In Cherryh's suspenseful sequel to Hammerfall
(2001), Marak's World has been embargoed for a millennium due to the illicit nanotechnology it harbors, yet Marak Trin Tain himself, rendered nearly immortal by that technology, lives on. Marak is focused on rebuilding his planet's biosphere, which was nearly destroyed when the enigmatic alien ondat
bombarded it some hundreds of years earlier, wiping out virtually all life not preserved in deep shelters. Meanwhile, in orbit around Marak's World, Concord Station has kept uneasy watch on the reawakening planet for centuries. The station is ruled over jointly but uncomfortably by two human cultures: one centered on Earth and strongly opposed to all forms of genetic manipulation; the other, the Outsider worlds, more willing to accept experimentation. Among the many nicely drawn characters is Procyon Stafford, a Concord technician charged with the important duty of communicating with Marak and recording everything he does. Trouble comes looking for Procyon in the form of Andreas Gide, an overbearing official from Earth who's convinced that someone is trying to use Procyon to transport illicit nanotechnology from the proscribed planet to Concord Station and beyond. Given the elaborate backstory and complex galactic milieu, readers would be well advised to start with Hammerfall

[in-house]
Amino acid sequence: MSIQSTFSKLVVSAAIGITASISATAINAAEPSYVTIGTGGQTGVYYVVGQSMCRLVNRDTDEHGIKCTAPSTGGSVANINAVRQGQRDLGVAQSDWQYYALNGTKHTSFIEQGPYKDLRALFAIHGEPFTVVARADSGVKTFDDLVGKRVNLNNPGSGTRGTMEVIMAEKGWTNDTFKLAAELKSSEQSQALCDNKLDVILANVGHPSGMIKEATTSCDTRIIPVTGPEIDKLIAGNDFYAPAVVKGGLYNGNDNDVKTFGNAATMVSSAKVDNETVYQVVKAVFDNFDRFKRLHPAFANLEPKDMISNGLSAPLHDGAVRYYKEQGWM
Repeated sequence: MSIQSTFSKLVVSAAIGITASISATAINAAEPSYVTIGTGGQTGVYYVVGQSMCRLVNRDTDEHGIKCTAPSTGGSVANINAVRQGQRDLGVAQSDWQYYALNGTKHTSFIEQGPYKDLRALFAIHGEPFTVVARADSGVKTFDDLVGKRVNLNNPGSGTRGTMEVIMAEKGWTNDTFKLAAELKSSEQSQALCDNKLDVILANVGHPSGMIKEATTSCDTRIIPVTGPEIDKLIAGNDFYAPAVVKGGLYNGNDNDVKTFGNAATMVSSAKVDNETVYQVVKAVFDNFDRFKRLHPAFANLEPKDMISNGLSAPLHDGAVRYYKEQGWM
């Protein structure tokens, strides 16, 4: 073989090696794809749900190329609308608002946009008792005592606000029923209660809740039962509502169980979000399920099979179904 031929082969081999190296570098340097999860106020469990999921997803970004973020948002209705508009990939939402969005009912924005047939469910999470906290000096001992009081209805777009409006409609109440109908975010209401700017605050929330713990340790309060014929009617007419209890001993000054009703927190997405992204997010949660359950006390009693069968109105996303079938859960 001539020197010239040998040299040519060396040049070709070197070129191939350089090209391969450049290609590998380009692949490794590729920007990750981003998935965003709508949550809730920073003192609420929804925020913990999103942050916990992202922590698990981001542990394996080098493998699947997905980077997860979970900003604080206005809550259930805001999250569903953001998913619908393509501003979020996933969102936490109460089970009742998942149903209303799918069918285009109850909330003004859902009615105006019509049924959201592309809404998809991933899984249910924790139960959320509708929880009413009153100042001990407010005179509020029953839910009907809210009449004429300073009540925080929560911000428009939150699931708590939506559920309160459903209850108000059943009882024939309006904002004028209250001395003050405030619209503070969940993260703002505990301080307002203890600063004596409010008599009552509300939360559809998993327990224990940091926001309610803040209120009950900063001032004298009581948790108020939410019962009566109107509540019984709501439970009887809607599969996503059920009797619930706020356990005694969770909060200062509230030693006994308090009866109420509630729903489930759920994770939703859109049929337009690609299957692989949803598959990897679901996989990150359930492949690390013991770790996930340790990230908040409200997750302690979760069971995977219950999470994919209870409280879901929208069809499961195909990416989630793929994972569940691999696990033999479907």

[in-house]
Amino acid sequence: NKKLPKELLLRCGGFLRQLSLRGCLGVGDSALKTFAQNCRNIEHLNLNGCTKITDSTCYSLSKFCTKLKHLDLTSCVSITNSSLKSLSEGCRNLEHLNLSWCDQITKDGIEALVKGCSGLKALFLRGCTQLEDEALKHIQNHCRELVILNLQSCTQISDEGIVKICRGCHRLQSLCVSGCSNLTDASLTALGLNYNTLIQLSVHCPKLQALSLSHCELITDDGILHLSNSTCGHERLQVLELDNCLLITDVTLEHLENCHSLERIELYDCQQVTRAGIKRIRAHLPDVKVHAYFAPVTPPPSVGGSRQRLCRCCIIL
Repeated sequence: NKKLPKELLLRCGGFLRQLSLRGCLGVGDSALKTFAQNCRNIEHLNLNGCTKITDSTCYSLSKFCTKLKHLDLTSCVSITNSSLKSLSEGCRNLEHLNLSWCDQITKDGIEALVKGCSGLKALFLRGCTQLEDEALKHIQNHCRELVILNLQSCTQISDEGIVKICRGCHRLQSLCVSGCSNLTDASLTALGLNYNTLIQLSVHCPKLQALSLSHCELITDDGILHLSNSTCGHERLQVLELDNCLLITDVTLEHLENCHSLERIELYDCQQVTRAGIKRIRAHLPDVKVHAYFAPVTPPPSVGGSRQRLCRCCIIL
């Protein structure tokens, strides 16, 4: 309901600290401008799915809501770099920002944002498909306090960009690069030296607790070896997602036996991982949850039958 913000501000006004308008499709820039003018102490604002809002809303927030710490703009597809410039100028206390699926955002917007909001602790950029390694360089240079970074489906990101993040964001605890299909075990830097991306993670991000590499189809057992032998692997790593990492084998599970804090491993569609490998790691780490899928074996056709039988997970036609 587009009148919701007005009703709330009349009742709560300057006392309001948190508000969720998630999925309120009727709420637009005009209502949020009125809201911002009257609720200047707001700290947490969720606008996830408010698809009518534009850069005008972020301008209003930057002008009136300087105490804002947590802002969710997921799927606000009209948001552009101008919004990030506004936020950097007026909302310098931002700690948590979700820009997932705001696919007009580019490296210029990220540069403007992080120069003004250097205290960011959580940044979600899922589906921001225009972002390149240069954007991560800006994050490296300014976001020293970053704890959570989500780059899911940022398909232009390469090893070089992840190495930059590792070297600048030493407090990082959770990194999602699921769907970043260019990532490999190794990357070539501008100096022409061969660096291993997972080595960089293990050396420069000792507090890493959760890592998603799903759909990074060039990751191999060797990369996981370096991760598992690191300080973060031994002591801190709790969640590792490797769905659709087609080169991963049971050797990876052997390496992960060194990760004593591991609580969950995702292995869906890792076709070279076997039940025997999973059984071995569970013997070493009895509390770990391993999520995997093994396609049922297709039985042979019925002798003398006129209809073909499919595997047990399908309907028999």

. Agent, Matt Bialer. (June 4)
Cherryh has won four Hugo Awards, three for best novel.